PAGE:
More Catholic than the pope’
Posted by Confitebor on 4/10/2016 @ rorate-caeli.blogspot.com/2016/04/more-catholic-than-pope.html
We beseech Thee, O Lord, mercifully to receive the prayers of Thy Church, that, all adversity and error being destroyed, she may serve Thee in security and freedom. Through our Lord Jesus Christ, who livest and reignet with Thee in the unity of the Holy Ghost, God, world without end. Amen.
O God, the Shepherd and Ruler of all the faithful, look down favorably upon Thy servant Franciscus, whom Thou hast been pleased to appoint pastor over Thy Church. Grant, we beseech Thee, that he may benefit both by word and example those over whom he is set, and thus attain unto life eternal, together with the flock committed to his care. Through our Lord Jesus Christ, who livest and reignet with Thee in the unity of the Holy Ghost, God, world without end. Amen.
Due to the publication of the papal exhortation Amoris laetitia, Catholics who seek to hold fast to the Church’s perennial teachings which conflict with the reflections and counsel of Pope Francis will inevitably find themselves being assailed as thinking themselves “more Catholic than the pope.”
The old expression “more Catholic than the pope” has historically referred to the kind of Catholic who (usually unwittingly) relies upon his own limited or defective grasp of the Faith and his own preferred Catholic devotions and religious practices as the ruler by which he measures orthodoxy and orthopraxis. If someone is described as thinking himself, or acting like he thinks himself, “more Catholic than the pope,” it’s supposed to mean he’s self-righteous, priggish, a rigorist or perhaps suffers from scrupulosity — or so the accuser would say.
The expression, of course, is connected with the Catholic doctrines of Petrine primacy and papal infallibility and universal jurisdiction. Taken literally, however, the expression “more Catholic than the pope” suggests that the way Catholics determine what Catholicism is, or what it isn’t, is by finding out what the pope says and does in his daily life.
That, however, couldn’t be further from the truth. As explained in the First Vatican Council’s dogmatic constitution Pastor Aeternus, the Church firmly holds that “the Holy Spirit was promised to the successors of Peter not so that they might, by his revelation, make known some new doctrine, but that, by his assistance, they might religiously guard and faithfully expound the revelation or deposit of faith transmitted by the apostles.”
The Catholic Faith is not something invented anew by each pope according to his own opinions, predilections, understanding, or whims. The pope is only good as a “yardstick” when he formally teaches in accordance to “the Faith once delivered unto the saints,” as St. Jude the Apostle wrote.
When Pope Liberius assented to the unjust excommunication of St. Athanasius the Great, and signed off on an ambiguous creedal formula that could be accommodated to the Arian or semi-Arian heresies, every faithful Catholic was then “more Catholic than the pope.”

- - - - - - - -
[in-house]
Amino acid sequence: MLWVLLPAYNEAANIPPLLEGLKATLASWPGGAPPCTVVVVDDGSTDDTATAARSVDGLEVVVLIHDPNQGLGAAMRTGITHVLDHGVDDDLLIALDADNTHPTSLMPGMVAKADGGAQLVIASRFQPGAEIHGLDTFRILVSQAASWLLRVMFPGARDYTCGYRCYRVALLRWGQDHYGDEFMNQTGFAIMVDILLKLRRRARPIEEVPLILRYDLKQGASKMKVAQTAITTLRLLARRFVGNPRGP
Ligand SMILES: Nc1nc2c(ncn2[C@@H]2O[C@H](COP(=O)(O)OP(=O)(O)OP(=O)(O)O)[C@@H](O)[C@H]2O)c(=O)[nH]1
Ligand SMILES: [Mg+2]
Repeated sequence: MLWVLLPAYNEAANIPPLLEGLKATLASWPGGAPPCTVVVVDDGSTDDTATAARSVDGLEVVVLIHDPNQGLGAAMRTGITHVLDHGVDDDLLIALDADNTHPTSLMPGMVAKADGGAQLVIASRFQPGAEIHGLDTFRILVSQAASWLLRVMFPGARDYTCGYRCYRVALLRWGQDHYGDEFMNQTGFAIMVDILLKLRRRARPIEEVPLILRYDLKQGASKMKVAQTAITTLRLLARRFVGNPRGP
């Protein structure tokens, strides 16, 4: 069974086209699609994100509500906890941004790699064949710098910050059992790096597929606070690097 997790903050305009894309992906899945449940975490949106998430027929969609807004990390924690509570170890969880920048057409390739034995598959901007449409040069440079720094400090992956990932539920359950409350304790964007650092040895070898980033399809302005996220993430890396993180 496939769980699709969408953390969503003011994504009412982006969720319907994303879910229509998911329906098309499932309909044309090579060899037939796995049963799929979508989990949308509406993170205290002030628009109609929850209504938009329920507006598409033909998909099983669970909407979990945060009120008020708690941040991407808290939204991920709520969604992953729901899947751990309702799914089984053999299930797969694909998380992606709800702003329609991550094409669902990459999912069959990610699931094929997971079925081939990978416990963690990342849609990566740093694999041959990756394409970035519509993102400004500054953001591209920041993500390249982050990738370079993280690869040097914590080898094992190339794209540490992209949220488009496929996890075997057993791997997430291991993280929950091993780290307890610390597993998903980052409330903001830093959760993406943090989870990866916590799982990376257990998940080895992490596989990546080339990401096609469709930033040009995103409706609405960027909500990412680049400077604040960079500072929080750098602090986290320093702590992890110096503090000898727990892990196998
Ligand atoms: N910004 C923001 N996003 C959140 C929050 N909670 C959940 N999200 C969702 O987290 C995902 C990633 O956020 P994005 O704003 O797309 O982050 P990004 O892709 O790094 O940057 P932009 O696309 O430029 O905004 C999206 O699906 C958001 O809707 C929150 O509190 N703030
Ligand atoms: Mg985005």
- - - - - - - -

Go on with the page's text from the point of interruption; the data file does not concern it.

When Pope Honorius I uttered false theological opinions and failed to correct and condemn the Monothelite heretics, every faithful Catholic was then “more Catholic than the pope.” Indeed, they were so much more Catholic than Honorius that the Church posthumously condemned him as a heretic, a decision that Honorius’ successor St. Leo II approved. “We anathematize the inventors of the new error, that is, Theodore, Sergius, … and also Honorius, who did not attempt to sanctify this Apostolic Church with the teaching of Apostolic tradition, but by profane treachery permitted its purity to be polluted.” For most of the Church’s history, priests praying their Office repeated the anathema pronounced against Pope Honorius.
When Pope Stephen VII desecrated the remains of Pope Formosus during the hideously shameful Synodus Horrenda (the “Cadaver Synod”), every Catholic who strove to practice justice and who respected the sanctity of the human body was then “more Catholic than the pope.”
When Pope John XII effectively “turned the Lateran palace into a brothel,” as contemporary historians so colorfully put it, and when Pope Benedict IX gave himself over to unchastity and bloodshed, every faithful Catholic who strove to cultivate the virtues of chastity, purity, mercy, and peace in their personal conduct was then “more Catholic than the pope.”
When Pope John XXII preached in his sermons the error that the faithful departed do not enjoy the Beatific Vision until after Judgment Day at the end of the world, every faithful Catholic was then “more Catholic than the pope” — and the loud and outraged cry of the faithful against him led him to retract his error, and his successor then infallibly defined John XXII’s opinion as heresy.
Papal infallibility doesn’t mean papal impeccability or papal omniscience. The obligations of docility and obedience do not extend so far that one must stand on one’s head and cross one’s eyes in order to see how a scandalous, erroneous papal utterance is in fact true after all. Most of what a pope says is not infallible, and papal authority has never extended to having the right to introduce teachings and laws that contradict or go counter to the Faith. It’s no dishonor or disrespect or disobedience to the Holy Father to point out and to believe those truths of the Catholic Faith.
“More Catholic than the pope,” you say? That has happened many, many times in the Church’s history. It’s greatly to be lamented when it happens — but why should anyone believe it can’t happen today, or be offended even by the mere suggestion that it has again happened?
More than ever, pray for the Church. Pray for the pope.
He that thinketh himself to stand, let him take heed lest he fall. (I Cor. 10:12)